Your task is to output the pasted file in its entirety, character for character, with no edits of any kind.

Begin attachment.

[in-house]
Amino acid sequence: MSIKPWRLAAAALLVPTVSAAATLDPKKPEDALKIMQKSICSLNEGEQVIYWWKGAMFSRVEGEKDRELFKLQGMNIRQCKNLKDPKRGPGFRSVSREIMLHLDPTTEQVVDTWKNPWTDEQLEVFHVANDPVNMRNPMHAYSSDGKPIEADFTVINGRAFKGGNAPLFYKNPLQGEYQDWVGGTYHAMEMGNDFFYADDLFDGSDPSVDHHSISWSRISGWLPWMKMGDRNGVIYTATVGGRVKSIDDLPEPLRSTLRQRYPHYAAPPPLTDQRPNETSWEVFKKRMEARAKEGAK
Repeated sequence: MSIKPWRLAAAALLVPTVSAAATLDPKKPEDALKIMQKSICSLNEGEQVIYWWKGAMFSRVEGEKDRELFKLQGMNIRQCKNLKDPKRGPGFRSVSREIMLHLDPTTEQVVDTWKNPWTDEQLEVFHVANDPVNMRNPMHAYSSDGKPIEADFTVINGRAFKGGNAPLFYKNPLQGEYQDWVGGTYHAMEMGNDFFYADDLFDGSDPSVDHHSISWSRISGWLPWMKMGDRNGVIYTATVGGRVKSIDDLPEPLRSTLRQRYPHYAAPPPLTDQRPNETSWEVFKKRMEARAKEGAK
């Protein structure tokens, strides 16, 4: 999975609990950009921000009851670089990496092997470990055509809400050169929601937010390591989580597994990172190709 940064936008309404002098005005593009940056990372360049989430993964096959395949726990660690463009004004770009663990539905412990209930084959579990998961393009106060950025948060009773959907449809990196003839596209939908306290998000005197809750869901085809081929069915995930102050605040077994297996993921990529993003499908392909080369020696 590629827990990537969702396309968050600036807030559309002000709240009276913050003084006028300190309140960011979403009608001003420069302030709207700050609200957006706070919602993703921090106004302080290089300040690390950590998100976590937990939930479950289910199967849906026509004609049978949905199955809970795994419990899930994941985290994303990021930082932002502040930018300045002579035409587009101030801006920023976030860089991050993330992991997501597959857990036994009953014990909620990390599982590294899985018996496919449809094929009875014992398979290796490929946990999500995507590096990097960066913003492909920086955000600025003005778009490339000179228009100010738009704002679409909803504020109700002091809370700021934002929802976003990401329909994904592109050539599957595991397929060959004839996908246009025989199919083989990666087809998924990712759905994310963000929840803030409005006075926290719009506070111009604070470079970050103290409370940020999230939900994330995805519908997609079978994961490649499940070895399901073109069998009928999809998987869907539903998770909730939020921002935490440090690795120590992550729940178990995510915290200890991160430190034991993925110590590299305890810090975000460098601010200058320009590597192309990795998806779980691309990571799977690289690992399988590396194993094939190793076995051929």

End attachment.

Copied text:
[in-house]
Amino acid sequence: MSIKPWRLAAAALLVPTVSAAATLDPKKPEDALKIMQKSICSLNEGEQVIYWWKGAMFSRVEGEKDRELFKLQGMNIRQCKNLKDPKRGPGFRSVSREIMLHLDPTTEQVVDTWKNPWTDEQLEVFHVANDPVNMRNPMHAYSSDGKPIEADFTVINGRAFKGGNAPLFYKNPLQGEYQDWVGGTYHAMEMGNDFFYADDLFDGSDPSVDHHSISWSRISGWLPWMKMGDRNGVIYTATVGGRVKSIDDLPEPLRSTLRQRYPHYAAPPPLTDQRPNETSWEVFKKRMEARAKEGAK
Repeated sequence: MSIKPWRLAAAALLVPTVSAAATLDPKKPEDALKIMQKSICSLNEGEQVIYWWKGAMFSRVEGEKDRELFKLQGMNIRQCKNLKDPKRGPGFRSVSREIMLHLDPTTEQVVDTWKNPWTDEQLEVFHVANDPVNMRNPMHAYSSDGKPIEADFTVINGRAFKGGNAPLFYKNPLQGEYQDWVGGTYHAMEMGNDFFYADDLFDGSDPSVDHHSISWSRISGWLPWMKMGDRNGVIYTATVGGRVKSIDDLPEPLRSTLRQRYPHYAAPPPLTDQRPNETSWEVFKKRMEARAKEGAK
């Protein structure tokens, strides 16, 4: 999975609990950009921000009851670089990496092997470990055509809400050169929601937010390591989580597994990172190709 940064936008309404002098005005593009940056990372360049989430993964096959395949726990660690463009004004770009663990539905412990209930084959579990998961393009106060950025948060009773959907449809990196003839596209939908306290998000005197809750869901085809081929069915995930102050605040077994297996993921990529993003499908392909080369020696 590629827990990537969702396309968050600036807030559309002000709240009276913050003084006028300190309140960011979403009608001003420069302030709207700050609200957006706070919602993703921090106004302080290089300040690390950590998100976590937990939930479950289910199967849906026509004609049978949905199955809970795994419990899930994941985290994303990021930082932002502040930018300045002579035409587009101030801006920023976030860089991050993330992991997501597959857990036994009953014990909620990390599982590294899985018996496919449809094929009875014992398979290796490929946990999500995507590096990097960066913003492909920086955000600025003005778009490339000179228009100010738009704002679409909803504020109700002091809370700021934002929802976003990401329909994904592109050539599957595991397929060959004839996908246009025989199919083989990666087809998924990712759905994310963000929840803030409005006075926290719009506070111009604070470079970050103290409370940020999230939900994330995805519908997609079978994961490649499940070895399901073109069998009928999809998987869907539903998770909730939020921002935490440090690795120590992550729940178990995510915290200890991160430190034991993925110590590299305890810090975000460098601010200058320009590597192309990795998806779980691309990571799977690289690992399988590396194993094939190793076995051929």